The wall sculptures and photographs that comprise Matt Keegan’s “And” seem deceptively soft and disarmingly modest. Large C-prints of found machine-made shapes, such as a scrap of rusted and twisted industrial metal in Was (all works 2014) or the repeated squares of a car speaker in Speaker, are lit gently, creating velvety layers of shadows. The predominant steel wall sculptures, laser cut and modeled after paper cutouts, are painted in improbable pastels, sometimes powder-coated hues of blush and muted mauves and oranges. Several utilize the same shape repeated in different colors (as in the “Crossed w/ Strips” series). Against a built-in panel of pale-salmon sheetrock that extends across the gallery walls, Keegan’s work at first reads as serene and surprisingly mild given the formal, sharp geometry of its objects.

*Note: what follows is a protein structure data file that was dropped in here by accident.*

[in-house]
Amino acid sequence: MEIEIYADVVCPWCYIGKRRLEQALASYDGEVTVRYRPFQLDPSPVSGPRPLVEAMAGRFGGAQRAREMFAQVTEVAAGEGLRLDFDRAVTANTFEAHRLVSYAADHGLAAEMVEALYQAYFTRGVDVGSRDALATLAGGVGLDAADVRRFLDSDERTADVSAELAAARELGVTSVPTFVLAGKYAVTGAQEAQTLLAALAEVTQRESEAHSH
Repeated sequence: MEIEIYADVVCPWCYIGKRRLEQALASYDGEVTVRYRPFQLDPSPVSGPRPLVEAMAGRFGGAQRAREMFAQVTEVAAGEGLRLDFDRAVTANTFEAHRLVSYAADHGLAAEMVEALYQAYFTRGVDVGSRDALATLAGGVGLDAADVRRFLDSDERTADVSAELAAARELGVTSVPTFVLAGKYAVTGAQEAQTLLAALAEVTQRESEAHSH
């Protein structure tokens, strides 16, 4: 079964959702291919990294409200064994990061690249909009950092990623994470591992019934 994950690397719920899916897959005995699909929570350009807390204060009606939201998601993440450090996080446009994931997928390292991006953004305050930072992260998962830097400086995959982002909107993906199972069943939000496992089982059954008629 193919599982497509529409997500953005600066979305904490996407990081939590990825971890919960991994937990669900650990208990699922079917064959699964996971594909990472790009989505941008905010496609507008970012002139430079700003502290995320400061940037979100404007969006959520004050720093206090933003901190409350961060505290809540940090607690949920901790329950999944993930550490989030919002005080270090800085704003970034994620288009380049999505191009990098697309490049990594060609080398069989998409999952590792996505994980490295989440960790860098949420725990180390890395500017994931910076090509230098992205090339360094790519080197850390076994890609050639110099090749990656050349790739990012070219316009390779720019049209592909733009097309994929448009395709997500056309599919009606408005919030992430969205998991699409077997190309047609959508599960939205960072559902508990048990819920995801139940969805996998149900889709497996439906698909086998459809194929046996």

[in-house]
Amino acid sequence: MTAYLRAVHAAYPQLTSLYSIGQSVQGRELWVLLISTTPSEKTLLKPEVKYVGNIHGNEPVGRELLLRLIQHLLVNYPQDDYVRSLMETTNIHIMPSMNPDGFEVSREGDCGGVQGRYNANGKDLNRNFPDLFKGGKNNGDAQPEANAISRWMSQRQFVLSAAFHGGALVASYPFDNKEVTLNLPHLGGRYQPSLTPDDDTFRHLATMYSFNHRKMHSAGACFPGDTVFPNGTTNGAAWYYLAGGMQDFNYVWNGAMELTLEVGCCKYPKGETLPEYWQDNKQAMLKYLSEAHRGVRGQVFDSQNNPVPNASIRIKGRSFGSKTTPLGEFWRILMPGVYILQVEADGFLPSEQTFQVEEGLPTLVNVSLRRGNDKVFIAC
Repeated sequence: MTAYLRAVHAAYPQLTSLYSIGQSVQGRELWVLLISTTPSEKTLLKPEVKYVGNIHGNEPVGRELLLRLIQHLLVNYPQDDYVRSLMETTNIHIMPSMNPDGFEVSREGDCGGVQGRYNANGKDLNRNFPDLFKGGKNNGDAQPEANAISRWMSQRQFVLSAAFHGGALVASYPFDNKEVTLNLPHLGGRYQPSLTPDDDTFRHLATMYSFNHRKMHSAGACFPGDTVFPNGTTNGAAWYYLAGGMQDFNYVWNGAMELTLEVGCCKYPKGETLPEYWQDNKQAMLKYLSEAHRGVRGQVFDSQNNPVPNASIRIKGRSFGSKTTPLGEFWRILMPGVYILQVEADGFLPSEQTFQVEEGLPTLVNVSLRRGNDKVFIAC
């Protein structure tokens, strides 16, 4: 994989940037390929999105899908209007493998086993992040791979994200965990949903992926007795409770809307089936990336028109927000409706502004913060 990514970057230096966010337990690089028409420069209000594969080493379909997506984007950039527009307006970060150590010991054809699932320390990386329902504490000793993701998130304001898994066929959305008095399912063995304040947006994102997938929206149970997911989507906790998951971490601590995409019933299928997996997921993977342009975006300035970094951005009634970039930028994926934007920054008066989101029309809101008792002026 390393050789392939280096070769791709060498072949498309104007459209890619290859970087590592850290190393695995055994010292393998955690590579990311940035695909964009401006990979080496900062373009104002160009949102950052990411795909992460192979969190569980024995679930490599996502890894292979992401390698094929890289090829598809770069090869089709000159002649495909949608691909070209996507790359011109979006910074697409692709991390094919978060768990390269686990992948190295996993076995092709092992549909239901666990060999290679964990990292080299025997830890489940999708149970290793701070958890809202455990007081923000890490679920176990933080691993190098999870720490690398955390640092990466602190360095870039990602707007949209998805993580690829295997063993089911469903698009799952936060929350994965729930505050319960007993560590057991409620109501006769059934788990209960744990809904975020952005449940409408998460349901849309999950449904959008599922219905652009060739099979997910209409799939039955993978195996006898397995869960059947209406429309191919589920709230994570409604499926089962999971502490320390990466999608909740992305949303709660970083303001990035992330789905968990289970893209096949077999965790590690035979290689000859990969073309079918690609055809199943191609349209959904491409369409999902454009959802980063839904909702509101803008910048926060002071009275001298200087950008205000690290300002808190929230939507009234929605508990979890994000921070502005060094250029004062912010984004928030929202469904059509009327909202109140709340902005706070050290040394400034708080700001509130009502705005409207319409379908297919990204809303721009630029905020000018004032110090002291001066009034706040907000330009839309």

But upon closer inspection, a subtle but carefully hatched grid is carved into this pink layer of drywall, which loosens the effect of each individual wall piece as a stable body in space. Against this lattice, the sculptures create the impression that they are models for nonexistent objects, or hypermagnified fragments of manufactured materials, and photographs of grates and other found grids lose their sense of proportion. The driving concern of “And” is that of scale and how it affects what we perceive as pattern, texture, and shape. At what point do we interpret a figure as being part of a larger pattern or as its own autonomous presence? Ultimately, Keegan disturbs the ways that we interpret the warp and weft of the things that hold our manufactured world together.